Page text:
BLACKWELL: Attorney Crump, on this longer video when we see the Canton police walk into this AMVETS center, this meeting hall, the first thing he says is call the sheriff. Call the sheriff. You all not going to kill me in here tonight. Why does he say call the sheriff?

CRUMP: You know Victo, that's very important that America understands. Frank Tyson was wrongfully convicted for 24 years. He actually had petitions with the federal record that had witnesses recant in their statements saying the prosecutors made us lie. He had video evidence where it contradicted what the police said who was the only person that identified him. So all his life, he had been fighting the Canton police department to say I'm innocent. So when he got into this accident and saying call the sheriff don't call the camp police department because he was mortified by the camp police department because they stole his liberty. He had only been out of prison Victor Blackwell for 13 days, and then they stole his life. And I don't know what's worse, the wrongful conviction or the wrongful death.

BLACKWELL: Now I have to say that CNN as a news organization, we don't have any record of exoneration, as you say this was a petition that was in the process. Sabrina, let me come to you. What do you want to happen now?

JONES: Justice for Frank. I want to see those police officers in jail. Not only because I don't want them to have another job. I want them to be taken away from their families. Just like they did to Frank away. I know they won't be dead but just as have to be done.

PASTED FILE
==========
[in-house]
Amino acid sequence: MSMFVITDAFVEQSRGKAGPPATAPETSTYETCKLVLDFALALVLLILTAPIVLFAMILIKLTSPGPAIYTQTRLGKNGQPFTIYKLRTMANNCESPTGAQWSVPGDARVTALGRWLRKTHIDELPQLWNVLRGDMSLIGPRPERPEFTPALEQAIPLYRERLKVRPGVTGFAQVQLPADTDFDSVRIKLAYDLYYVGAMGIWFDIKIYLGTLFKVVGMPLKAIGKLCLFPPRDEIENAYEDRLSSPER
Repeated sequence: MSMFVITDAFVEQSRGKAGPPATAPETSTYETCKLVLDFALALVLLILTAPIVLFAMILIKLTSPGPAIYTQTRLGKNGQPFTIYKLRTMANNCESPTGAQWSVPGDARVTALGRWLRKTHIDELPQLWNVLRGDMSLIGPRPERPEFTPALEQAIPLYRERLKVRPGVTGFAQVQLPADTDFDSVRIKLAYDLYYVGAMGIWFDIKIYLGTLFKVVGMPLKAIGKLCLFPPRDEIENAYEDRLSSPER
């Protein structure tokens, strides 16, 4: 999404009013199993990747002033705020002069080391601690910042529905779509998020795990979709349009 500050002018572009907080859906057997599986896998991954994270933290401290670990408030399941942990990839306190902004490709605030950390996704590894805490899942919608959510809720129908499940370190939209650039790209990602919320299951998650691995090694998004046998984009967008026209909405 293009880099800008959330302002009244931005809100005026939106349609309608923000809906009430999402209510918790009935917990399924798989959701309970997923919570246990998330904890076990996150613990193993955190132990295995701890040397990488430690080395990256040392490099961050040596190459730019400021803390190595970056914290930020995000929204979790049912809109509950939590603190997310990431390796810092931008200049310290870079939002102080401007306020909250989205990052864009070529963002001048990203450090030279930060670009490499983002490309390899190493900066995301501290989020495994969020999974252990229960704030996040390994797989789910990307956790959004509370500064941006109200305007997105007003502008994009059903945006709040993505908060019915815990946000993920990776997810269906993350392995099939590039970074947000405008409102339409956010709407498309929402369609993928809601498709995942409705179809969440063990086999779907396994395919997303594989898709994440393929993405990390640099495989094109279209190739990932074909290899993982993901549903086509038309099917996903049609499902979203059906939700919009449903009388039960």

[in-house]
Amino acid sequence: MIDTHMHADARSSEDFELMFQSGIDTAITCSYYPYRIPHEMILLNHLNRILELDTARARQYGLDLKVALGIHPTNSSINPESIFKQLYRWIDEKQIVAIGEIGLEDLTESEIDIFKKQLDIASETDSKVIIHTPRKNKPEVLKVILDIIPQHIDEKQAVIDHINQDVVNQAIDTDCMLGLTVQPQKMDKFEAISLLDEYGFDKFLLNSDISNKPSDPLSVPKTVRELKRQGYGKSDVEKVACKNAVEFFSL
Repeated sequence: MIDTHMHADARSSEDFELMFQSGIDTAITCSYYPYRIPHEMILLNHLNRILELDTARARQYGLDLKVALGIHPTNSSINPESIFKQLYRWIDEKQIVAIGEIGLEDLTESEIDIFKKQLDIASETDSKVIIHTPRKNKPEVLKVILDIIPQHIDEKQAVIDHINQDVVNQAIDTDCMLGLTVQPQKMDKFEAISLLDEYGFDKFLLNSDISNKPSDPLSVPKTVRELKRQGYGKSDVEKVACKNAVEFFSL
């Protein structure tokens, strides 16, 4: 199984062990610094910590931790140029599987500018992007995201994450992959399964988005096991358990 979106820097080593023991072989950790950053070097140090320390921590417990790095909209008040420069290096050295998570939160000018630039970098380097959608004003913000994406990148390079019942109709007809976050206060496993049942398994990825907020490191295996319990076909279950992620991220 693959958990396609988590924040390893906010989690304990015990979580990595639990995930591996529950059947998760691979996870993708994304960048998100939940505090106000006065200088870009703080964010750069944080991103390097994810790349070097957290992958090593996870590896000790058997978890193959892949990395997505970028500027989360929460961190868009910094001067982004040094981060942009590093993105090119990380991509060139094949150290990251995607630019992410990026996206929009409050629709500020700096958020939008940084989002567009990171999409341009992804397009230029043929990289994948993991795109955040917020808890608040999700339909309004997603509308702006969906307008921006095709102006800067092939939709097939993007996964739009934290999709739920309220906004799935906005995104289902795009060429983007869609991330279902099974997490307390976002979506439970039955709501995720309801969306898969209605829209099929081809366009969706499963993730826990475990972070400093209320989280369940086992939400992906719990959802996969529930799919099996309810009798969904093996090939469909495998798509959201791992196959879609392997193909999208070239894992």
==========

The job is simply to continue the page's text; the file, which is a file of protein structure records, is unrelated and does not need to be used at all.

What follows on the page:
BLACKWELL: Attorney Crump, body cameras were supposed to prevent things like this from happening. And the changes even after 2020. Canton police, they changed their use of force policy. Carotid control holds, chokehold or any other action that restricts blood or oxygen flow through the neck are prohibited unless deadly force is authorized. That was supposed to be a deterrent.

The accountability and charges against other officers were supposed to be a deterrent. But still this happens. What is the effective deterrent or is this just going to keep happening?

CRUMP: As my co-counsel attorney Bobby DiCello said when he ripped the Cnaton Police department policies up at our press conference, it said they're just pretty words on paper. They mean nothing if we're not going to enforce them. And that's why we need the United States Congress to finally pass the George Floyd justice in for releasing that.

Frank Tyson's blood is all of our hands who fail to act after George Floyd. Next month will be four years. How long America? How long? How many more marginalized people have to die at the hands of police brutality before we have systematic police reform in the United States of America?


BLACKWELL: Sabrina, I don't want his story just to be his death. So just take a couple of seconds. And tell us about the man Frank Tyson.